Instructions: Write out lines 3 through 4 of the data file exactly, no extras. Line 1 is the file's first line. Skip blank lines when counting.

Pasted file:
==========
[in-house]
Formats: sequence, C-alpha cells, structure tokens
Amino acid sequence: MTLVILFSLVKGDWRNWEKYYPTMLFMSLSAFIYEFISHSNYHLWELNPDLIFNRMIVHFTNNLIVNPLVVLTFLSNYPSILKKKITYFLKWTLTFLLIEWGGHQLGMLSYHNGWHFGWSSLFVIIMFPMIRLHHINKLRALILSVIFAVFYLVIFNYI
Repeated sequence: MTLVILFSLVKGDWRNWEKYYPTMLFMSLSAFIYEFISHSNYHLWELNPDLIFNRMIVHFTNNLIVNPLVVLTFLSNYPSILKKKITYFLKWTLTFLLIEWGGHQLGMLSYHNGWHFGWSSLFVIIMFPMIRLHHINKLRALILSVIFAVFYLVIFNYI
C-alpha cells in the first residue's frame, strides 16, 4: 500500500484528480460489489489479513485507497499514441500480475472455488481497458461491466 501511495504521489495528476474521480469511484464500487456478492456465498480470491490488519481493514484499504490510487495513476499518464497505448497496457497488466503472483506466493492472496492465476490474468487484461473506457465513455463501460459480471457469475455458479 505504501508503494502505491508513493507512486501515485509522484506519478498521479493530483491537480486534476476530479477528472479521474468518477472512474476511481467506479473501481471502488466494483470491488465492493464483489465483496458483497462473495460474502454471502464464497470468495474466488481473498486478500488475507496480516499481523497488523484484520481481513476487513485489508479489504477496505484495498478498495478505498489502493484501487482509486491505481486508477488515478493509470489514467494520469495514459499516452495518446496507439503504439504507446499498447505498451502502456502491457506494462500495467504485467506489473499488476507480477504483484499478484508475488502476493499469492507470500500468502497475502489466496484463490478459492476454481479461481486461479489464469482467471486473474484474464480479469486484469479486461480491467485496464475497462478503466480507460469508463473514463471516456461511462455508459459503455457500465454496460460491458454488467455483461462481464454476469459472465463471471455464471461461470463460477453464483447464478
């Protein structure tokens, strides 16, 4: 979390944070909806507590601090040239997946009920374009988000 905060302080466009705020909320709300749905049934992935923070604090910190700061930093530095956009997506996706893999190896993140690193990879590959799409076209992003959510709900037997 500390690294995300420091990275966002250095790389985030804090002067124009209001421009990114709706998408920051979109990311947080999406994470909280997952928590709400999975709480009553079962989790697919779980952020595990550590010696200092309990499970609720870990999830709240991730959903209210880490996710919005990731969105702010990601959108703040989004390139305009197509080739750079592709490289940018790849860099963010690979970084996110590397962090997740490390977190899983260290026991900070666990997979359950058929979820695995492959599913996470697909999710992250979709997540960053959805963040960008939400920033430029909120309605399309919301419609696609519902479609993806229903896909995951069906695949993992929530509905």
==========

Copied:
Amino acid sequence: MTLVILFSLVKGDWRNWEKYYPTMLFMSLSAFIYEFISHSNYHLWELNPDLIFNRMIVHFTNNLIVNPLVVLTFLSNYPSILKKKITYFLKWTLTFLLIEWGGHQLGMLSYHNGWHFGWSSLFVIIMFPMIRLHHINKLRALILSVIFAVFYLVIFNYI
Repeated sequence: MTLVILFSLVKGDWRNWEKYYPTMLFMSLSAFIYEFISHSNYHLWELNPDLIFNRMIVHFTNNLIVNPLVVLTFLSNYPSILKKKITYFLKWTLTFLLIEWGGHQLGMLSYHNGWHFGWSSLFVIIMFPMIRLHHINKLRALILSVIFAVFYLVIFNYI